“I’m disappointed you don’t fulfill our agreements, and the team loses motivation.”
Note: Talk about your feelings after discussing facts, and don’t make this personal. We share our feelings, but we never blame or judge.
Stage 4. Future. Discuss the future strategy. Don’t forget to ask what your employee will do to change their behavior to reach better results.
“Let’s discuss what you are ready to do to avoid such situations in future.”
Standard: remind an employee about your team’s standards and why it is necessary to stick to them.
“Jack, our team has a rule: at the end of the day, everyone must make a git push as a backup measure allowing not to lose the access to the results. It is a must even if the task is not complete.”
Observation: tell them about the cases when the employee didn’t stick to the standards. The more specific your examples are, the better.
“You made only 3 git pushes in the last sprint. Thus, I see you don’t follow the rule.”
Result: explain how their actions affect personal and team performance.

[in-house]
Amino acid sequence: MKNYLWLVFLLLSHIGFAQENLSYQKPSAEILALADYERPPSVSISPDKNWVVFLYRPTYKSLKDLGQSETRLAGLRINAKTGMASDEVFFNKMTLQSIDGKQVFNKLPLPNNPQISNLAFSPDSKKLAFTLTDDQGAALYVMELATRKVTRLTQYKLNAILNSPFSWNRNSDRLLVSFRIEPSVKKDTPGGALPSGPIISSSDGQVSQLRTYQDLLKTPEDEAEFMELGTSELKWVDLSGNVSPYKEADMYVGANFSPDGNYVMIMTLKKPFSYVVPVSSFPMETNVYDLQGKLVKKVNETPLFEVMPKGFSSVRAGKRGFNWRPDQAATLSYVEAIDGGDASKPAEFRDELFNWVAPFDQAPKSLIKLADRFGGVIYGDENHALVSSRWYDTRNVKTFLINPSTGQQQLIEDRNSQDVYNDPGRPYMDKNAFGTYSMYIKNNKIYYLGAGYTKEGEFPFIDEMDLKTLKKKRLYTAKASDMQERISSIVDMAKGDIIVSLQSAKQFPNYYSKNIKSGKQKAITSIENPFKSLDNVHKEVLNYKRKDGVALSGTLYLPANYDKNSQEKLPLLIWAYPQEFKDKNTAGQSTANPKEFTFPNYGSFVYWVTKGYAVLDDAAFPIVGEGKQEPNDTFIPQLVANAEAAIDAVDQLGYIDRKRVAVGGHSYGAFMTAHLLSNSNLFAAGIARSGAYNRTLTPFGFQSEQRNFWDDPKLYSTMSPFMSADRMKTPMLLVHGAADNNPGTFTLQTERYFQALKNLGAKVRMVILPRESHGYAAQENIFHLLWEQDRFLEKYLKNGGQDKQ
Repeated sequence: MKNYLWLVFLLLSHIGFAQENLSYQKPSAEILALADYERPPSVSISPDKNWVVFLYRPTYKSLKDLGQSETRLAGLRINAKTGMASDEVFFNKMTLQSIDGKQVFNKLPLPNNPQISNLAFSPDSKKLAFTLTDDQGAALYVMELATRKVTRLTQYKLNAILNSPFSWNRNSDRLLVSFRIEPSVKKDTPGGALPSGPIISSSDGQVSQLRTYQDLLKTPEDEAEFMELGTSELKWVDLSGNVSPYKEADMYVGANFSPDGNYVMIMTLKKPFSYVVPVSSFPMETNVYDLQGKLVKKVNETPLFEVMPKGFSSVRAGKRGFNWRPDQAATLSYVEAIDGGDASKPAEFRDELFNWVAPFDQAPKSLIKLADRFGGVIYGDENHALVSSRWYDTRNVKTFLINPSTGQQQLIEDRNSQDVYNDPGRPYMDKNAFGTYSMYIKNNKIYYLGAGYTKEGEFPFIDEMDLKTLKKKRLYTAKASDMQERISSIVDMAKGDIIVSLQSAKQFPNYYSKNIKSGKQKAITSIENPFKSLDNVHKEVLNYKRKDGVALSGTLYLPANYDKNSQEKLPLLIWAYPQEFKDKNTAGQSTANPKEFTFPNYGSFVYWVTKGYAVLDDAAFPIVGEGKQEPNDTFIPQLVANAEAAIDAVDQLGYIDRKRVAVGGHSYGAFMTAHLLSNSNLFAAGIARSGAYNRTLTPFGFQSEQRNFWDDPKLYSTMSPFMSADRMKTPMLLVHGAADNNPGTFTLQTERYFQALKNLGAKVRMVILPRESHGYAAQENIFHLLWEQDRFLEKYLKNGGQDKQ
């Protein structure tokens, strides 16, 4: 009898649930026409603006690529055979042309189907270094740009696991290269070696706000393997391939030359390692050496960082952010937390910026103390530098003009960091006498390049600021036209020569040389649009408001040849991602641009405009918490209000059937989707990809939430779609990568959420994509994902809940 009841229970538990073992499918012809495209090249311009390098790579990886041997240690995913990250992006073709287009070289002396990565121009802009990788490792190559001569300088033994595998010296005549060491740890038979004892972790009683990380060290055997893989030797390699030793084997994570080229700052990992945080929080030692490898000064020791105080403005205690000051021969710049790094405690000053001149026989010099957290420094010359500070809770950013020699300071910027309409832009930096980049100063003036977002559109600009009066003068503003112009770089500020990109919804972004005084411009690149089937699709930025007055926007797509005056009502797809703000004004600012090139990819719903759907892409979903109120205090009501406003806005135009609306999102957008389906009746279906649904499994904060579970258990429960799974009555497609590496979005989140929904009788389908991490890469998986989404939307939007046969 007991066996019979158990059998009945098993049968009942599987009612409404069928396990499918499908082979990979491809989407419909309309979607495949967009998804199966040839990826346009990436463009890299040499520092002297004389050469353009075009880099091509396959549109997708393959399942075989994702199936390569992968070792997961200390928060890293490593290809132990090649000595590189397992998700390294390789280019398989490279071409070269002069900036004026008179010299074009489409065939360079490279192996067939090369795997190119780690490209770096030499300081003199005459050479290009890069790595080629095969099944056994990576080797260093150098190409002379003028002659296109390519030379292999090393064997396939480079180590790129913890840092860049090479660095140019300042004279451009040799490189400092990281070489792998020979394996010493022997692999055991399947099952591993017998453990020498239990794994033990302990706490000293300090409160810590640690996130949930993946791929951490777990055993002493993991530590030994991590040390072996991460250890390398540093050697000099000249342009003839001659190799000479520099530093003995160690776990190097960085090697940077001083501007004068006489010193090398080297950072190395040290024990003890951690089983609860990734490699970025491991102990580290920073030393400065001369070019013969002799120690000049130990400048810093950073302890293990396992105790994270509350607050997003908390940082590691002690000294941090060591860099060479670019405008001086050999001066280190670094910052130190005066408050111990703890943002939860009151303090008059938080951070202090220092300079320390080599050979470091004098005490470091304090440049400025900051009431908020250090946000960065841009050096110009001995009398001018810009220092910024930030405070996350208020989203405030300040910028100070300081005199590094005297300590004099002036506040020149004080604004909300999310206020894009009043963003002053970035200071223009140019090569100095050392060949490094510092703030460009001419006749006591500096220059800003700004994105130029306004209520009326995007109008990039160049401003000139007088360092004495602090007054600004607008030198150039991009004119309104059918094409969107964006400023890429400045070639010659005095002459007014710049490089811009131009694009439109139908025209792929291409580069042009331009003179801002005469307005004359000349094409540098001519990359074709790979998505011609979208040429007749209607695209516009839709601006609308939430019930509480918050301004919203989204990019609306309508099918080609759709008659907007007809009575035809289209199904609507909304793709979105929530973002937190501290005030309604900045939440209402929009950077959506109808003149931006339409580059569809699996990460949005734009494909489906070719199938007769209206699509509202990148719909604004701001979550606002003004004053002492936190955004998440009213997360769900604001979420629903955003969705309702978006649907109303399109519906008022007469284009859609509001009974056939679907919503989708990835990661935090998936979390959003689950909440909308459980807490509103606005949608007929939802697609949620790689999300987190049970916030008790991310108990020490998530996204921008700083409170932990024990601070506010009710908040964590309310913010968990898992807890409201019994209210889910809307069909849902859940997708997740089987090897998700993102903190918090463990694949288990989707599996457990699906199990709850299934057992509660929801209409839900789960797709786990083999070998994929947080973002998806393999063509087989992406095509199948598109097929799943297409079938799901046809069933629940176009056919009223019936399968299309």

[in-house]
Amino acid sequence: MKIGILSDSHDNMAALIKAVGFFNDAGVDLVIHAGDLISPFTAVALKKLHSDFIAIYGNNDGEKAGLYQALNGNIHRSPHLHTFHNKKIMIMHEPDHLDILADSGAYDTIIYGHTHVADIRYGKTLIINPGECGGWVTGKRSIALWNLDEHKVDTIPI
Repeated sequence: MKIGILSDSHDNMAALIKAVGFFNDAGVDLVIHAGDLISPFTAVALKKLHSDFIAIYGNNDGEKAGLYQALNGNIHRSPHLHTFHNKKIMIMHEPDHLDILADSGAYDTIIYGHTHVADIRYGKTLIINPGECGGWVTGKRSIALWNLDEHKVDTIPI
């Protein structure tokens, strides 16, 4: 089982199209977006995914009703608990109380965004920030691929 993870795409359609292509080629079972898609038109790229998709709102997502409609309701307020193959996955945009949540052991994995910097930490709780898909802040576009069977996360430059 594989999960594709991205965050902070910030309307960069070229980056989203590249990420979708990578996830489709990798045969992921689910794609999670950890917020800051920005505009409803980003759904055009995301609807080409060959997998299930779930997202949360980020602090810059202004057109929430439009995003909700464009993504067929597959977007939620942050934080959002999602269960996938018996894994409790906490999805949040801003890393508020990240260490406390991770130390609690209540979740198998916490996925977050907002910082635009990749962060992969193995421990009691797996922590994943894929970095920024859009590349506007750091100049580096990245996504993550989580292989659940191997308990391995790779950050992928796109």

“As a result, last Thursday, as you were away, no one could get your code. So, Tim had to restart your task, and we lost the result of an entire working day.”
It’s a coach method that helps an employee reflect on the tasks that worked out well or poorly. Don’t tell your employee what’s right and what’s wrong. Instead, help them analyze the situation on their own.
Problem: Discuss the challenging situations they have come across in their work.
“What hardships have emerged in your work? In what situations was it hard to make a decision?”
Action: analyze the employee’s actions to deal with the issue.
“What did you do to deal with the situation? To find a solution? Who did you ask to help? How did you act to overcome the hardships?”
Result: what your actions resulted in and why.
“What was your result? Do you think other actions could result in a different outcome?”
Learned: What conclusions can you make in this situation?
“What conclusions have you made in this situation? Evaluate the efficiency of your actions at different moments.”
Applied: How the employee’s behavior will change. What other situations this experience is relevant for.
“What will you do next time in a similar situation? In what other situations can you apply this experience?”
High-quality feedback is among project manager’s duties, but you can apply it in other professions, as it helps build a trusting atmosphere in your team. It’s surely vital for your team to be able to accept the feedback, but you have more chances to be understood if you think your feedback through beforehand.